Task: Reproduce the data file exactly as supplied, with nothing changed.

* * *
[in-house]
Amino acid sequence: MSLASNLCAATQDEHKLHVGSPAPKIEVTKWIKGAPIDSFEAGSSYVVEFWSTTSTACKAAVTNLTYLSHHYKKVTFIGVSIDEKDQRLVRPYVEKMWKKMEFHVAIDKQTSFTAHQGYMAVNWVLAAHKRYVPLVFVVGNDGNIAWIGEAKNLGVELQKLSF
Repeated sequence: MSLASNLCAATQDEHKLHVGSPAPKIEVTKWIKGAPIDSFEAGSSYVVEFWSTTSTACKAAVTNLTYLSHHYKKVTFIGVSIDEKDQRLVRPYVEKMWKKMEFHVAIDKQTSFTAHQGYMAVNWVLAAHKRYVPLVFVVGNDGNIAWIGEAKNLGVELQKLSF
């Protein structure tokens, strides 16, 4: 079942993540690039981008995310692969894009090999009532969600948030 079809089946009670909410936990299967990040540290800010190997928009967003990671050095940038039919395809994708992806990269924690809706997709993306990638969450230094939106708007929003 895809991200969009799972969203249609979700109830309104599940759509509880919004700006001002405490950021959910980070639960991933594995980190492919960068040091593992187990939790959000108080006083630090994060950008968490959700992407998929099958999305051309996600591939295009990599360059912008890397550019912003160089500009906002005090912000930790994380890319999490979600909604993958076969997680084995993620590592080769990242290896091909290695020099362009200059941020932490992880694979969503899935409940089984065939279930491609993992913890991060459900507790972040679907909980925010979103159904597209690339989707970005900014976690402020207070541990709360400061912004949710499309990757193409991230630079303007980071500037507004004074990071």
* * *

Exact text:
[in-house]
Amino acid sequence: MSLASNLCAATQDEHKLHVGSPAPKIEVTKWIKGAPIDSFEAGSSYVVEFWSTTSTACKAAVTNLTYLSHHYKKVTFIGVSIDEKDQRLVRPYVEKMWKKMEFHVAIDKQTSFTAHQGYMAVNWVLAAHKRYVPLVFVVGNDGNIAWIGEAKNLGVELQKLSF
Repeated sequence: MSLASNLCAATQDEHKLHVGSPAPKIEVTKWIKGAPIDSFEAGSSYVVEFWSTTSTACKAAVTNLTYLSHHYKKVTFIGVSIDEKDQRLVRPYVEKMWKKMEFHVAIDKQTSFTAHQGYMAVNWVLAAHKRYVPLVFVVGNDGNIAWIGEAKNLGVELQKLSF
């Protein structure tokens, strides 16, 4: 079942993540690039981008995310692969894009090999009532969600948030 079809089946009670909410936990299967990040540290800010190997928009967003990671050095940038039919395809994708992806990269924690809706997709993306990638969450230094939106708007929003 895809991200969009799972969203249609979700109830309104599940759509509880919004700006001002405490950021959910980070639960991933594995980190492919960068040091593992187990939790959000108080006083630090994060950008968490959700992407998929099958999305051309996600591939295009990599360059912008890397550019912003160089500009906002005090912000930790994380890319999490979600909604993958076969997680084995993620590592080769990242290896091909290695020099362009200059941020932490992880694979969503899935409940089984065939279930491609993992913890991060459900507790972040679907909980925010979103159904597209690339989707970005900014976690402020207070541990709360400061912004949710499309990757193409991230630079303007980071500037507004004074990071």